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jdavidb (1361)

jdavidb
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http://voiceofjohn.blogspot.com/

J. David Blackstone has a Bachelor of Science in Computer Science and Engineering and nine years of experience at a wireless telecommunications company, where he learned Perl and never looked back. J. David has an advantage in that he works really hard, he has a passion for writing good software, and he knows many of the world's best Perl programmers.

Journal of jdavidb (1361)

Tuesday June 01, 2004
08:29 AM

Big directory

[ #19029 ]

Working in a directory with a large number of files:

$ time ls -1  # GNU ls
real    2m22.169s
user    0m2.080s
sys     0m5.850s
$ time /bin/ls -1  # Solaris ls
real    0m18.013s
user    0m1.230s
sys     0m1.390s
$ time ~/perlls.pl  # Custom Perl program
real    0m22.355s
user    0m1.200s
sys     0m1.260s

Interesting facts. I'd been fretting about how slow using the standard utilities was, until I remembered that I had installed GNU versions of these utilities in my ~/bin, presumably because they were better. I'm sure GNU ls does something like load the entire directory into memory before printing it out or something, in order to use a "different" implementation method and avoid copyright infringement.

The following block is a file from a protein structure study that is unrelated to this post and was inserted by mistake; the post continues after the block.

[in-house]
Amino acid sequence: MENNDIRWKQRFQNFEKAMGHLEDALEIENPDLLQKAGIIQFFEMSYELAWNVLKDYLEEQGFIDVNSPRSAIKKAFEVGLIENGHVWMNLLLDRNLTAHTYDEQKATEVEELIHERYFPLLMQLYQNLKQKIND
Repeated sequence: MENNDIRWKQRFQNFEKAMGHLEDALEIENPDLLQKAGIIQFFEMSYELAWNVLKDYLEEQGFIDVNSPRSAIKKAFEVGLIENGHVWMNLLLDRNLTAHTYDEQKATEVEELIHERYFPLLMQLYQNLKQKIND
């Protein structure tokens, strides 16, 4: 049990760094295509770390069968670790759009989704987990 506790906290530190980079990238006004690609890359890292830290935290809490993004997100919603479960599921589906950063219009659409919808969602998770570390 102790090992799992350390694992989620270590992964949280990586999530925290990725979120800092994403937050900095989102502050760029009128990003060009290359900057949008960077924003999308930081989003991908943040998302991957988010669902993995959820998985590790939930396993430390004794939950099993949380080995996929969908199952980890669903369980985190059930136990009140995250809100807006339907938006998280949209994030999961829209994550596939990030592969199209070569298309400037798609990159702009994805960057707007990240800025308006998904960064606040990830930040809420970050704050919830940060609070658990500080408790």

Maybe I should install busybox...

For the record, I ended up using a custom Perl program to do what I was trying to do, and it still seemed the fastest solution (even including development time for the program).

Update: it made more sense when I got the proper figures posted, instead of duplicating the figures for Solaris ls. That turns out to be a bug with Cygwin cut and paste...

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  • This came up [freebsd.org] recently on the freebsd-current list and the conclusion was that not only do you have to turn off statting each file (no -l), you also have to turn off sorting of the results list. This is ls -f in FreeBSD.

    -Dom

    • That's a -1, not a -l. The reason I added -1 to the test was to make sure none of the ls versions was spending extra time trying to compute the number of filenames that could fit on a line or whatever. (And also because my little hacked-up Perl version couldn't do that.)

      I posted to the GNU coreutils (combination of fileutils, which includes ls, and two other packages) bugs mailing list, and they responded by asking the version of my GNU ls and my OS. Turns out ls from GNU coreutils 5.0 (my version) has

      --
      J. David works really hard, has a passion for writing good software, and knows many of the world's best Perl programmers